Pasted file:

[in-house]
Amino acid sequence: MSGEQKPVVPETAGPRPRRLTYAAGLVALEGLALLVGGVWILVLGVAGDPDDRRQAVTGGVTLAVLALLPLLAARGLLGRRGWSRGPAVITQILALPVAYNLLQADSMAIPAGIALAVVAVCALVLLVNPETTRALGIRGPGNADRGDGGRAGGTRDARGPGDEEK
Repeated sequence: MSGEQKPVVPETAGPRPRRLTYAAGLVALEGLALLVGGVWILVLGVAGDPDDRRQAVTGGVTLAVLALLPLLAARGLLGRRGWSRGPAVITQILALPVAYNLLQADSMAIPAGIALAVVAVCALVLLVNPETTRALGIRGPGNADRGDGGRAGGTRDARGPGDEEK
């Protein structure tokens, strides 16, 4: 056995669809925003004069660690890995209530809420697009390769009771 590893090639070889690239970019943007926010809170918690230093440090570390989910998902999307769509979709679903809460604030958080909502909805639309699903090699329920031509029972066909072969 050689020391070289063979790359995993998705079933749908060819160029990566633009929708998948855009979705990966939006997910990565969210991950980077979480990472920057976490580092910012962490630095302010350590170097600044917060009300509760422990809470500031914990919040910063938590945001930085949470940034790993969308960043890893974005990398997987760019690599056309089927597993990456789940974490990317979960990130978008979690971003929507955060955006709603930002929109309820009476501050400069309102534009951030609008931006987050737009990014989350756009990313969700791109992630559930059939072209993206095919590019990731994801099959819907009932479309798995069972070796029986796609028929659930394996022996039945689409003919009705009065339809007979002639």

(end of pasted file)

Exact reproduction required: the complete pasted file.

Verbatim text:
[in-house]
Amino acid sequence: MSGEQKPVVPETAGPRPRRLTYAAGLVALEGLALLVGGVWILVLGVAGDPDDRRQAVTGGVTLAVLALLPLLAARGLLGRRGWSRGPAVITQILALPVAYNLLQADSMAIPAGIALAVVAVCALVLLVNPETTRALGIRGPGNADRGDGGRAGGTRDARGPGDEEK
Repeated sequence: MSGEQKPVVPETAGPRPRRLTYAAGLVALEGLALLVGGVWILVLGVAGDPDDRRQAVTGGVTLAVLALLPLLAARGLLGRRGWSRGPAVITQILALPVAYNLLQADSMAIPAGIALAVVAVCALVLLVNPETTRALGIRGPGNADRGDGGRAGGTRDARGPGDEEK
């Protein structure tokens, strides 16, 4: 056995669809925003004069660690890995209530809420697009390769009771 590893090639070889690239970019943007926010809170918690230093440090570390989910998902999307769509979709679903809460604030958080909502909805639309699903090699329920031509029972066909072969 050689020391070289063979790359995993998705079933749908060819160029990566633009929708998948855009979705990966939006997910990565969210991950980077979480990472920057976490580092910012962490630095302010350590170097600044917060009300509760422990809470500031914990919040910063938590945001930085949470940034790993969308960043890893974005990398997987760019690599056309089927597993990456789940974490990317979960990130978008979690971003929507955060955006709603930002929109309820009476501050400069309102534009951030609008931006987050737009990014989350756009990313969700791109992630559930059939072209993206095919590019990731994801099959819907009932479309798995069972070796029986796609028929659930394996022996039945689409003919009705009065339809007979002639």